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ShrimpFest 2020


Dan Thiessen


Small town boy from a cattle ranch owning family, trained at the Culinary Institute of America in Hyde Park New York, worked three years at restaurants in Switzerland, taught at the Seattle Art Institute, chef'd at SkyCity at the Needle, Golf Club at Newcastle, Chandler's, Salty's Seafood Grills, and his own 0/8 & Twisted Cork in Bellevue. And then back to educating as director of the Wine Country Institute at Walla Walla Community College (WWCC). Whew.

Dan during 0/8 & Twisted Cork days

He only gets busier. True that after seven years, he's no longer at WWCC, but he is now the owner of the Thiessen cattle ranch (his dad still lives on the property), he and his wife have purchased a 37-acre farm, designed and built a farmhouse, raises numerous animals, and manages the acreage, including 8-1/2 acres of grape vines. They have three sons, 11, 23 months and 3 months. Did we mention he's also one of four founding partners of the Walla Walla Steak Co. and Crossbuck Brewing in Walla Walla? And that he's the managing partner onsite? He's there a lot. "It's either a great trait or character defect, depending on who you talk to and on what day, but my foot is always on the gas pedal, pushing and driving, thinking about how to improve things," laughs Dan. Melissa, his wife, grew up in Walla Walla, and was the Director of Marketing at WWCC, but left to work at the Catholic School District. "They wanted outside eyes on how to recruit, retain, and market at the school. She gets to take Otto, our three-month-old, to work with her. We share a nanney with another family and she takes care of the kids at our house."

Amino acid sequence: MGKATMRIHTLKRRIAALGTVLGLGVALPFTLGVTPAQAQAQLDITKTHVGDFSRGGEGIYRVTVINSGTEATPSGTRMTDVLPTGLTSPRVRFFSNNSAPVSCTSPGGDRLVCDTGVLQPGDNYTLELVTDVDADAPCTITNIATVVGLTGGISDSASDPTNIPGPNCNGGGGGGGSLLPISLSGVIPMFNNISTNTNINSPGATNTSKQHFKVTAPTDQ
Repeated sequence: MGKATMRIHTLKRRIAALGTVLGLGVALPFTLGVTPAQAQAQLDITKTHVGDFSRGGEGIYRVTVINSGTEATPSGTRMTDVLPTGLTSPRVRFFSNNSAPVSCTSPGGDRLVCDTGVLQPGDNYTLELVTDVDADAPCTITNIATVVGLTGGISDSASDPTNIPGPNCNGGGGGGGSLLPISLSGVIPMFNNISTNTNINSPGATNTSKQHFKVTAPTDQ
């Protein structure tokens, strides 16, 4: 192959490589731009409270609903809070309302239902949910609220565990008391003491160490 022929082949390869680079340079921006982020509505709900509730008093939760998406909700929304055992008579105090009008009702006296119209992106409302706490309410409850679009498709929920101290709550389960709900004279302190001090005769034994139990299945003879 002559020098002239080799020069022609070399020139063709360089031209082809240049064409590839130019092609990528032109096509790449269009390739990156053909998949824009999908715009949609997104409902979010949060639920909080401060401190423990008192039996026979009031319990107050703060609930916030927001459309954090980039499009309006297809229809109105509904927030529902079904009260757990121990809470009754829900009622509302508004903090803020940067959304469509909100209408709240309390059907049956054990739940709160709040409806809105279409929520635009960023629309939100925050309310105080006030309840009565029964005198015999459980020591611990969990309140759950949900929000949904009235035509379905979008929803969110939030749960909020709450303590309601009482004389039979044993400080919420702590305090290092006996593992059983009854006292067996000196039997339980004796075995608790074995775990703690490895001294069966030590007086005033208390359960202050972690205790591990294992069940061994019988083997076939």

His great grandfather arrived from Germany in the late 1880s, and homesteaded outside Lewiston, Idaho. The Thiessens' "Wagon Wrench" cattle brand came with him and his sons took over. In 1972, Dan's dad bought the Thiessen Ranch in Asotin, Washington. As his father's only child, it is now in Dan's hands as his father closes in on retirement. "When we built our house in Walla Walla, we included a guest suite at one end. It's ready when my dad wants to move in." They also had a winter range/mountain property that they sold in the early 2000s. Dan has plans for both Thiessen Ranch and Wagon Wrench Farms, one of which is to create a line of retail products from the farm. Ver jus from the vineyard, ver jus-pickled beets and bread & butter pickles, all geared to be wine-friendly. "I haven't decided if we want to do a Wagon Wrench or Walla Walla Steak Co. label; so much is tied together."

Dan and lamb

Dan and Melissa saw the farm property in January 2015 and put an offer down in February. Although it hadn't closed, they got married on the site. He used recycled railroad ties with "Thiessen" emblazoned on it as their alter. It's now on the farm as well. And because Dan has so much time on his hands, he used 130-year-old barn wood to build their dining room table, designed and made the two large light fixtures, one over the table and one just inside the front door, and made the sliding barn doors for all their closets in the house. They're also contemplating a winery and tasting room on their property. Despite all that's going on, it's a peaceful place; you can picture a wedding, anniversary or other event overlooking the rolling hills.

Tyler Cox, a teacher at WWCC, has a cattle genetics project in process, summering his cattle on their pasture ground. The farm used to belong to Mike Locati, best known for sweet onions and asparagus as well as Locati Cellars, hence the vineyards (6-1/2 acres of Sangiovese and 2 acres of Barbera). The vineyards are managed by Bella Fortuna and wines made by Jason Fox. "We also sell grapes and have a Fire & Vine Hospitality rosé project happening. I think we're sold out now. We only made 125 cases; we're thinking about doubling that next year."

Tyler Cox cattle with Thiessen farmhouse in background

There's no doubt we'll be hearing more from Dan, Wagon Wrench Farms projects, Walla Walla Steak Co. and Crossbuck Brewing. Can't picture that foot coming off the gas pedal any time soon.

Connie Adams/July 2019

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